By the early 1960s, Jarman’s film career was all but over, but he spent 15 years, from 1965 to 1980, as executive director and co-programmer San Francisco International Film Festival, growing it from a small event to the one of the world’s most prestigious cinema fests. If you’re a fan of Jarman, The Yearling, the San Francisco festival, or just enjoy behind-the-scenes tales of old Hollywood, you’ll enjoy this memoir.

The Essentials Vol 2: 52 More Must-See Movies and Why They Matter (2020) by Jeremy Arnold

In the 2017 Classic Film Book Challenge, one of the six books I read was Jeremy Arnold’s 52 Must-See Movies and Why They Matter, which covered such gems (and personal favorites) as Grand Hotel, Out of the Past, and All About Eve. Well, Arnold is back at it again, with 52 more films that you simply must see, and I am here for all of them. Like his first book, this tome includes a brief overview of each movie, behind-the-scenes information, and a “What to Look For” section, as well as a quote from one of TCM’s hosts for the “The Essentials” segment, usually the beloved Robert Osborne, but also Alec Baldwin, Rose McGowan, Drew Barrymore, and Ava DuVernay.

This volume included many of the films that I love to watch again and again, such as Twentieth Century (1934), The Awful Truth (1937), The Women (1939), and Pillow Talk (1959), as well as a selection of some of my favorite noirs, including Mildred Pierce (1945) and Sweet Smell of Success (1957). My favorite part of the book was learning new information about the movies; here are just a few of the new-to-me tidbits of knowledge:

Maria Ouspenskaya earned an Oscar nomination for Best Supporting Actress for her performance in Dodsworth. She was on screen for less than five-and-a-half minutes.

What did she say???

At the end of The Quiet Man, Maureen O’Hara whispers something in John Wayne’s ear and the actor reacts with a kind of pleased amazement. The film’s director, John Ford, instructed O’Hara what to say – both O’Hara and Wayne vowed to never reveal what she’d said, and they never did.

In The Maltese Falcon, there’s a scene where Humphrey Bogart’s character, Sam Spade, is at the scene of his partner’s murder, talking to a cop played by Ward Bond. In the background, a poster for Bogart’s 1938 musical comedy film Swing Your Lady can be seen peeling off a wall. This is an inside joke, as Bogart considered this film to be one of his worst.

The Treasure of the Sierra Madre was a family affair for more than the father-son combo of director John Huston and star Walter. Tim Holt’s father, Jack Holt, was a star from the era of silent westerns; he can be seen briefly as a bum talking to Walter Huston.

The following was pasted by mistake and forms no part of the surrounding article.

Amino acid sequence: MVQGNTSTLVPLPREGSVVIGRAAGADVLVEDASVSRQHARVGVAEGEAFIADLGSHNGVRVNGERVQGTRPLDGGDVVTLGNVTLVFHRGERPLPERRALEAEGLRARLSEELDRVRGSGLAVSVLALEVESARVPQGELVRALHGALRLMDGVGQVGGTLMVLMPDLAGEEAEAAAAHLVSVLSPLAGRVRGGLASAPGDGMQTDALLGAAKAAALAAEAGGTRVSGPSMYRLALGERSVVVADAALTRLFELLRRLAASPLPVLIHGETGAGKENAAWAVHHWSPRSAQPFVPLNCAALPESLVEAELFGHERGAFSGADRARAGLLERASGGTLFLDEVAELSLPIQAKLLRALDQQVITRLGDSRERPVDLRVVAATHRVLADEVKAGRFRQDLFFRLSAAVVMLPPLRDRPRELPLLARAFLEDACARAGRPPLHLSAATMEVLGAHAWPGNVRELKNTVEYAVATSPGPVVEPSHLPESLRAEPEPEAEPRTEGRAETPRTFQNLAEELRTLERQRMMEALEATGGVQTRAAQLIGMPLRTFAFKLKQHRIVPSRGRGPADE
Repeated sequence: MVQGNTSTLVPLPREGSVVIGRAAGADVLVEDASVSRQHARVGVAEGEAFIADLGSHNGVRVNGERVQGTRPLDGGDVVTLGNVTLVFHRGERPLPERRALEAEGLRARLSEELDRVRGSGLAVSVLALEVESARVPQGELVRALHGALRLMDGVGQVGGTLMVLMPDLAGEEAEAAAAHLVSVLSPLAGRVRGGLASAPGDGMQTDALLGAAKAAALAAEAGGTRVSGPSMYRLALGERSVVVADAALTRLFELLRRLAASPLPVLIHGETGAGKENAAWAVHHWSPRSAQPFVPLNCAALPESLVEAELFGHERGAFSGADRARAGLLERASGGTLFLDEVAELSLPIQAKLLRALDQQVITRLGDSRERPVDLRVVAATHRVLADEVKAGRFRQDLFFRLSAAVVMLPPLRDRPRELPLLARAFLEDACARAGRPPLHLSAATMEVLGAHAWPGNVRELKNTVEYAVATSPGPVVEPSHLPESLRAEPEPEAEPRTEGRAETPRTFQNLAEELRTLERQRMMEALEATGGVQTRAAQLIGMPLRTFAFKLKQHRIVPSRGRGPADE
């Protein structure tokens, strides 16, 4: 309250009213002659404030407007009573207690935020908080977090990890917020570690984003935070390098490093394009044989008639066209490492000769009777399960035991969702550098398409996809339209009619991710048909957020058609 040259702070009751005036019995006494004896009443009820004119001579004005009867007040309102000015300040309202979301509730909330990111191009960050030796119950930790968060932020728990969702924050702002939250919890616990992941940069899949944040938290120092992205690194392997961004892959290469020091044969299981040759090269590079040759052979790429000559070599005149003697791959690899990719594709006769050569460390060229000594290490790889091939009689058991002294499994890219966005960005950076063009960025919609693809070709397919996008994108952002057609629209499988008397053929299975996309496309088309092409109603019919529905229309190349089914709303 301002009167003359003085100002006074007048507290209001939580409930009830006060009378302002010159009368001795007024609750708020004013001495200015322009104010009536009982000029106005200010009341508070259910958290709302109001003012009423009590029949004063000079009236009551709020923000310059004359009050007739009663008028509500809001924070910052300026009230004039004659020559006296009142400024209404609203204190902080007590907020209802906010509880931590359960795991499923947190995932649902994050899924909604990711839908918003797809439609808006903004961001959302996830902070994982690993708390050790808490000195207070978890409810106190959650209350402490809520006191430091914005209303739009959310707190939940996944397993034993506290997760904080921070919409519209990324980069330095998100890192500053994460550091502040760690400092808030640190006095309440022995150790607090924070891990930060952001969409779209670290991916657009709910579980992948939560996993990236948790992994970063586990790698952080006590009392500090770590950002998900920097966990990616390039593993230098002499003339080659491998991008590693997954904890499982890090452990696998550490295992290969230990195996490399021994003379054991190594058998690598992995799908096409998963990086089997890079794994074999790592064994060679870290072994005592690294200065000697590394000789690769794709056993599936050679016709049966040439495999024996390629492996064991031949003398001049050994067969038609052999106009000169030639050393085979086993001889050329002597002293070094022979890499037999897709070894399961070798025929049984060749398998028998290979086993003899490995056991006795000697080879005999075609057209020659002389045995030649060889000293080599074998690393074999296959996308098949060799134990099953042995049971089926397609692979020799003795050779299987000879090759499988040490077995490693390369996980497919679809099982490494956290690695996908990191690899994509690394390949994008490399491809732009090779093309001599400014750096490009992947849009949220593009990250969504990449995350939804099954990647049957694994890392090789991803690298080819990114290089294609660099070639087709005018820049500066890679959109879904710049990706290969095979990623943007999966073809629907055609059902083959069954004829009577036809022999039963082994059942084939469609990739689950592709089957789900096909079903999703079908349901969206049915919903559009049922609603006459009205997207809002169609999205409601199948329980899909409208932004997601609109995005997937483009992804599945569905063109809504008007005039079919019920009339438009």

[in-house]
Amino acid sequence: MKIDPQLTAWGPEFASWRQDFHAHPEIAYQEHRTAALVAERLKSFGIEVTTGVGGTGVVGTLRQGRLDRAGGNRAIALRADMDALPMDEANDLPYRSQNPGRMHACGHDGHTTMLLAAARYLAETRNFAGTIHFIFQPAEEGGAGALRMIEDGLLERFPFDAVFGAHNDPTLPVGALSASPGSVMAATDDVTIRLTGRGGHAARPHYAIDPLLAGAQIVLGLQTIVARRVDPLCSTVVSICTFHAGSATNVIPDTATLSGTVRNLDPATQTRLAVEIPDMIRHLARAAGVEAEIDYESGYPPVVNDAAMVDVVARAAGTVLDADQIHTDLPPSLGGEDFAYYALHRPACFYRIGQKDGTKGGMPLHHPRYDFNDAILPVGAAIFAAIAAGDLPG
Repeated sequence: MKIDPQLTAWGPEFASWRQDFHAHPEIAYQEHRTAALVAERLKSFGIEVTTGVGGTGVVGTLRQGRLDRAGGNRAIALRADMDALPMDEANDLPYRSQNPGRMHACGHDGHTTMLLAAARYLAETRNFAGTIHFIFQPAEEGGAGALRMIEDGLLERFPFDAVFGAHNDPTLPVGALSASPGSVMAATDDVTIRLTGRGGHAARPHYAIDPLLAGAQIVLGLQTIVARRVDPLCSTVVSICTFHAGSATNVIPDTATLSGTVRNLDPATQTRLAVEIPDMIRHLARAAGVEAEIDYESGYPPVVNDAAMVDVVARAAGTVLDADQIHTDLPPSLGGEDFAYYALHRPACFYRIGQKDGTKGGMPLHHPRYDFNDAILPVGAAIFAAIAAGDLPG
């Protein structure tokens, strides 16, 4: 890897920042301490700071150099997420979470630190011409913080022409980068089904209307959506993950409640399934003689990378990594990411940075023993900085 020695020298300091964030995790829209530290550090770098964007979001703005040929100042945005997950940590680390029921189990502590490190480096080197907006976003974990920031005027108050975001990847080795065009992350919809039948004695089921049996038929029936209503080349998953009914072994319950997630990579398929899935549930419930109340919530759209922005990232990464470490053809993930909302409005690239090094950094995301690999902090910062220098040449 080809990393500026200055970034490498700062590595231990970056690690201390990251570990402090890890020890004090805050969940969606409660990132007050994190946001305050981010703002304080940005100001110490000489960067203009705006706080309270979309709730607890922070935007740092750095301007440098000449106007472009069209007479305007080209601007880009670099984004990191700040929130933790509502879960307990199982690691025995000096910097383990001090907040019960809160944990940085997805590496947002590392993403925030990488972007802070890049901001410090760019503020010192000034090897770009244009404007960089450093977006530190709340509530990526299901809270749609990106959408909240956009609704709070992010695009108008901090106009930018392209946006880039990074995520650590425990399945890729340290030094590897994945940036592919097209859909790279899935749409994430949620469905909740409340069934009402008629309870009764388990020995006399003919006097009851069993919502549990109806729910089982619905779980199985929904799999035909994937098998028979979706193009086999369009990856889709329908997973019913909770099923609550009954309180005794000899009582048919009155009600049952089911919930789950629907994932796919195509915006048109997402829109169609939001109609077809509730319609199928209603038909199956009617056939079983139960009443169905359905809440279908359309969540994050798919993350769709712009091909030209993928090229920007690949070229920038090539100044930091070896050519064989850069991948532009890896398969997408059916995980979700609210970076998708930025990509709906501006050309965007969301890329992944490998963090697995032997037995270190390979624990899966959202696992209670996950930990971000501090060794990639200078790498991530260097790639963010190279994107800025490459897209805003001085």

This book makes an enjoyable companion to Arnold’s previous book – I hope he comes out with another 52 must-sees!

The Million Dollar Mermaid: An Autobiography (1999) by Esther Williams with Digby Diehl

The first chapter of Esther Williams’s autobiography doesn’t start with her birth, or even her parents’ beginnings. It opens with her detailed description of taking LSD at the suggestion of Cary Grant.

If this doesn’t give you a clue of what kind of wild ride this book would be, I don’t know what will.

A champion swimmer, Williams became a movie star through more than two decades of MGM pictures that spotlighted her talents in the water. Once you get past the LSD info, Williams’s autobiography takes us back to her early days, when one of her earliest recollections was the death of her older brother, Stanton, who was a child actor with a promising future.

Williams takes the reader through her successes as a competitive swimmer, her entry into professional swimming with the Billy Rose’s Aquacade at the San Francisco World’s Fair, joining the MGM family as the studio’s answer to 20th Century-Fox skater Sonja Henie; and her four marriages and three children. Throughout the 404-page book, she shares a series of personal, often shocking, recollections – sometimes about herself, sometimes about others. Here are just a handful:

For two years, beginning when she was just 13, Williams was sexually assaulted by a neighborhood boy that her parents took in after their son’s death.